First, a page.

The annual Dickinson ratings were emblematic of the national championship and the basis for awarding the Rissman Trophy and the Knute K. Rockne Intercollegiate Memorial Trophy. Notre Dame gained permanent possession of the Rissman Trophy after its third victory in 1930. Minnesota retired the Rockne Trophy after winning it for a third time in 1940. Subsequently, the Associated Press annual national champions were awarded the Williams Trophy and the Rev. J. Hugh O'Donnell Trophy. In 1947, Notre Dame retired the Williams Trophy (named after Henry A. Williams, Minnesota coach, and sponsored by the M Club of Minnesota). In 1956, Oklahoma retired the O'Donnell Trophy (named for Notre Dame's president and sponsored by Notre Dame alumni). Beginning with the 1957 season, the award was known as the AP Trophy, and since 1983 the award has been known as the Paul "Bear" Bryant Trophy.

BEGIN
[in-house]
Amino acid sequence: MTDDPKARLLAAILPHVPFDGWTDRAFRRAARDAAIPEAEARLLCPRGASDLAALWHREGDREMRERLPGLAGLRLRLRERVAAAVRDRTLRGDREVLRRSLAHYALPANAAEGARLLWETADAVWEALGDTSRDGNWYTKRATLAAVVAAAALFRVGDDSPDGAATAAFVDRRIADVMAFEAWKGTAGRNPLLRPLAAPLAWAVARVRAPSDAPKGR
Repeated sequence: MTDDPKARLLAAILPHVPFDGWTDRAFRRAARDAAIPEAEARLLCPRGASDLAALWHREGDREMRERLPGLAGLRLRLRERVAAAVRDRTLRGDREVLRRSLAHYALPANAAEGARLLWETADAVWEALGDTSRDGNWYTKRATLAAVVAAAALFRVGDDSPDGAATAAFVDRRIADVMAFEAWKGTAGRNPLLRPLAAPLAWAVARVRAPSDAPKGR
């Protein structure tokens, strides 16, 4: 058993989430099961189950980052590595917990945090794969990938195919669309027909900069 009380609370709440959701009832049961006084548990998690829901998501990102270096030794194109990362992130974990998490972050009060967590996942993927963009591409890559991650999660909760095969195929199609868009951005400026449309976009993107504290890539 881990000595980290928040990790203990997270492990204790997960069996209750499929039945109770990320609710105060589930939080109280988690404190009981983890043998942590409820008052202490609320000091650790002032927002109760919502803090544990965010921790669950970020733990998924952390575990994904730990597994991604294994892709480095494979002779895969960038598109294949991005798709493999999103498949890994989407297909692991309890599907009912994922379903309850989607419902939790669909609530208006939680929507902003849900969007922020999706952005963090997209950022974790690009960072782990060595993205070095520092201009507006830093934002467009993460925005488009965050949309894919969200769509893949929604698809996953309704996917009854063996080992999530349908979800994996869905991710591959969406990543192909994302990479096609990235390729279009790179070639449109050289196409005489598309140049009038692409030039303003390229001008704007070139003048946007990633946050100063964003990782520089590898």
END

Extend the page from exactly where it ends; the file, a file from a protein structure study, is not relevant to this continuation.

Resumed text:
Dunkel: Dunkel System (1929-current); a power index rating system devised by Dick Dunkel, Sr. (1929-71); from 1972 by Dick Dunkel Jr.
FN: Football News (1958-current); weekly poll of its staff writers has named a national champion since 1958.
FR: College Football Researchers Association (1919-current); founded by Anthony Cusher of Reeder, N.D., and Robert Kirlin of Spokane, Wash. Announced its champion in its monthly bulletin and No. 1 team determined by top-10 vote of membership on a point system. Predated national champions from 1919-1981.
FWAA: Football Writers Association of America (1954-current); the No. 1 team of the year is determined by a five-man panel representing the nation's football writers. The national championship team receives the Grantland Rice Award.